The first Wednesday of each month, Carolyn Astfalk hosts #OpenBook, where bloggers link posts about books they’ve read recently. Here’s a taste of what I’ve been reading:
Image and Likeness: Literary Reflections on the Theology of the Body, edited by Erin McCole Cupp and Ellen Gable. What, exactly, are “literary reflections on the Theology of the Body?” They’re stories and poems about how we live, and how we live our lives in relationship with each other, with our bodies, with our souls, and with God. It’s not some complicated, esoteric subject. Because it’s an anthology, there’s something for everyone, from detective stories to poetry to tales of family life that range from the harrowing to the uplifting. These stories and poems are about life. Like life, they are not always neat and tidy and packaged in a pretty box with a crisply-tied ribbon. I’ve come to expect just this from other work from Full Quiver Publishing: this publisher does not shy away from difficult subjects and situations in its commitment to promoting the culture of life and the Church’s teaching on marriage and family. Read my full review. (ARC provided by author)
Ornamental Graces by Carolyn Astfalk. This is no Harlequin/gothic/bodice-ripper/shades-of-grey novel. That’s not Carolyn Astfalk’s style. Ornamental Graces, like her previous novel, Stay with Me, is a Catholic romance with Theology of the Body underpinning the story. This novel tells the story of the on-again, off-again romance between Emily, a young teacher obsessed with all things French, and Dan, whose wounds from a past relationship make him wary of starting over. There are some terrific peripheral characters as well; you’ll want to adopt Grandma. Will Dan be able to finally put his past behind him and open up to new love? Read my full review. (ARC provided by author)
I Believe You by Jeanne Grunert. David Majek and his sons are still finding their way 6 months after his wife was killed by a hit-and-run driver who was never apprehended for the crime. Then strange things start happening: a man in a fedora is watching the house, David’s bank account is drained of funds overnight, and as David struggles to maintain his household, run the family business and untangle these mysteries, details come to light that threaten to tear the family apart. I don’t usually read suspense novels, preferring fare that is more character-driven. But I found that David Majek’s character was quite well-developed in this novel, and it didn’t take long for me to get drawn into the story. Read my full review. (Review copy provided by author)
Journey to the Cross by Shane Cloonan. The story in this children’s picture book is told from the point of view of the donkey who carried the Blessed Mother to Bethlehem, where she would give birth to Jesus; in this tale, the same donkey carried Jesus on his triumphal entry into Jerusalem on Passion Sunday, 33 years later. This book by a teenage author is worth adding to your Christmas-book basket. (ARC received from publisher)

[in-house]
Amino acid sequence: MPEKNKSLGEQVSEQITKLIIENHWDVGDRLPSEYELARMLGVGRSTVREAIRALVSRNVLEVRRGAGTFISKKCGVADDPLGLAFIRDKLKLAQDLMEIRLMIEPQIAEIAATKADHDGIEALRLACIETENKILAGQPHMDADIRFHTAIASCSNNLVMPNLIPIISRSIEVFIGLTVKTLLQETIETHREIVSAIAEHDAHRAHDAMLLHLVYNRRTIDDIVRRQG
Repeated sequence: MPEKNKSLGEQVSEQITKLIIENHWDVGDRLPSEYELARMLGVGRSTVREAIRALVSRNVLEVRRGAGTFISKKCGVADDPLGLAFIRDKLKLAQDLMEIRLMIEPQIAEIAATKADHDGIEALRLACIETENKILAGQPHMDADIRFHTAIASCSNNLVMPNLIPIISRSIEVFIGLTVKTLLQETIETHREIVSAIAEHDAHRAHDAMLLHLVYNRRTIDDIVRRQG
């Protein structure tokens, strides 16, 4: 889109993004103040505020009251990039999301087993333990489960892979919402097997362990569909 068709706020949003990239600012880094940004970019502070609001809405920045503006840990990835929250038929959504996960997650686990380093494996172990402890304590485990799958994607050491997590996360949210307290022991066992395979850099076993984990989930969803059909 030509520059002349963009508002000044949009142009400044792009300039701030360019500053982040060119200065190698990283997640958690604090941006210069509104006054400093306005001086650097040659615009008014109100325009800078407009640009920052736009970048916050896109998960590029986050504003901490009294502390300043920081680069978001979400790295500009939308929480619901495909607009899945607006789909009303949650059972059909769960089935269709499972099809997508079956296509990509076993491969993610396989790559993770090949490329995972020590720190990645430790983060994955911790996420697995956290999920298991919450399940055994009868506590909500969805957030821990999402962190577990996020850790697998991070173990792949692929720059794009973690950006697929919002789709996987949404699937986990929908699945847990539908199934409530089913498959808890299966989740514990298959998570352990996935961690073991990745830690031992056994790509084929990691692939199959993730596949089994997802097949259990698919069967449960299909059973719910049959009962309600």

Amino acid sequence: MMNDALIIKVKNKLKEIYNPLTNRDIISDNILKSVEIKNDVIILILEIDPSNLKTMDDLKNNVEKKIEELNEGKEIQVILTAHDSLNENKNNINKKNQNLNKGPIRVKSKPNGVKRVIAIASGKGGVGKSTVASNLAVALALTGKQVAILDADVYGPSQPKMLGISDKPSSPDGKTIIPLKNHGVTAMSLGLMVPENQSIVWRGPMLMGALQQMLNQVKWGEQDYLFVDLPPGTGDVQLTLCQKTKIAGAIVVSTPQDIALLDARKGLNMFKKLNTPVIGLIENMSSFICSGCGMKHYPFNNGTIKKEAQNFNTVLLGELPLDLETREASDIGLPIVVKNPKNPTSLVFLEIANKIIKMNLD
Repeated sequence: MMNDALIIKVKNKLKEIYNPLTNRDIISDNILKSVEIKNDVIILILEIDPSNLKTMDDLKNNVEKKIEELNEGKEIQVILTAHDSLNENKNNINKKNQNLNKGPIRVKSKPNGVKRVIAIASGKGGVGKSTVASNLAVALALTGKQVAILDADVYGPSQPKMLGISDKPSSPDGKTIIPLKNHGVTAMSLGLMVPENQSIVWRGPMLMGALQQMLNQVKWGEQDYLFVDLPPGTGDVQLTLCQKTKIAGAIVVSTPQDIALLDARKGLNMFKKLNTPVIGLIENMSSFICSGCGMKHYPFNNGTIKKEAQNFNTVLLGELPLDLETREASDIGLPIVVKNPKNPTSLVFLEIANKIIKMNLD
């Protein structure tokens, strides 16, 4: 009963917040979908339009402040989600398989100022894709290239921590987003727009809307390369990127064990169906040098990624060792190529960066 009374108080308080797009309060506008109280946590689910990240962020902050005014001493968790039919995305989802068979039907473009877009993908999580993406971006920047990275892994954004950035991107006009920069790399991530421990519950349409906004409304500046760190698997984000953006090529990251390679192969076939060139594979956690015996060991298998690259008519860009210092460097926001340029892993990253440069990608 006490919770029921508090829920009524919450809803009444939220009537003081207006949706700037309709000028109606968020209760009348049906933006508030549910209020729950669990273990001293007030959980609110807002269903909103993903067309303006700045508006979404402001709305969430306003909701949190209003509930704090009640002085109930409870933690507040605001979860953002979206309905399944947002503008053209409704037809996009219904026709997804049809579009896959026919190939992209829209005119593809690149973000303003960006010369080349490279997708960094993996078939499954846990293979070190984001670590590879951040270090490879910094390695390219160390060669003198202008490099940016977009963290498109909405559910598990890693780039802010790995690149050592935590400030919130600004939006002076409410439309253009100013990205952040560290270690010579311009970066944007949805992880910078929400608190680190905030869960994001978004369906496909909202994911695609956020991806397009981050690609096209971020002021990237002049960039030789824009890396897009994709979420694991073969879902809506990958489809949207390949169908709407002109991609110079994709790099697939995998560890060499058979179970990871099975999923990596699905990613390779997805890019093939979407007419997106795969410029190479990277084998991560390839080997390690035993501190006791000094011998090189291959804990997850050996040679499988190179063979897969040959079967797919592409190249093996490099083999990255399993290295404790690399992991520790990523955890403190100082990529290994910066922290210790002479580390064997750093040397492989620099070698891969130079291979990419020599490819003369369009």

An Unexpected Role by Leslea Wahl. This YA book is about a high-school theatre geek who doesn’t fit in with the cool kids and who’s been the target of some in-person pranks and cyberbullying. Seeking a fresh start, she spends the summer with her aunt, only to keep running into one of the cool kids from home. Josie and Ryan get wrapped up in trying to solve a rash of local robberies. Great characters, painfully real situations, mystery and even a love interest–with some wisdom in the side. (I liked Wahl’s other work so much I preordered this one as soon as I heard about it!)
Under Rose-Tainted Skies by Louise Gornall. A housebound teenager battles agoraphobia and OCD. Left home alone for weeks while her mother goes on a business trip and recovers from a car accident, Norah develops a friendship with the boy next door, who shows her that not everyone sees her as a freak. The author does well at getting into the head of a teen battling mental illness, but the concept of leaving so unstable a teen home alone for any length of time didn’t ring true. (Netgalley review)
Nameless by Erin McCole Cupp. This second in a 3-part futuristic sendup of Charlotte Bronte’s classic Jane Eyre will keep you up nights! In Nameless, Jane_E is now employed as a live-in tutor for her employer’s young ward, and works there several weeks before meeting her employer. Once she does, though, sparks begin to fly! As Jane_E is convinced of her own ugliness, awkwardness and unworthiness, she questions Thorne’s motives and doubts his sincerity. Inevitably, romance ensues–but then the mysterious source of strange household events is revealed, and this threatens Jane_E’s integrity as well as her relationship with Thorne. I found this installment of the story even more suspenseful than the first part. Highly recommended! Read my full review. (ARC provided by author)
The Church is Our Mother by Gina Loehr. The author breaks down the functions of the Church into 7 activities which every mother is familiar with doing: creating, caring, teaching, accepting, sacrificing, healing and celebrating. Loehr compares the work of a mother with the work of the Church in concrete ways. Read my full review. (ARC provided by publisher)
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Follow my Goodreads reviews for the full list of what I’ve read recently (even the duds!)
Visit today’s #OpenBook post to join the linkup or just get some great ideas about what to read! You’ll find it at Carolyn Astfalk’s A Scribbler’s Heart and at CatholicMom.com!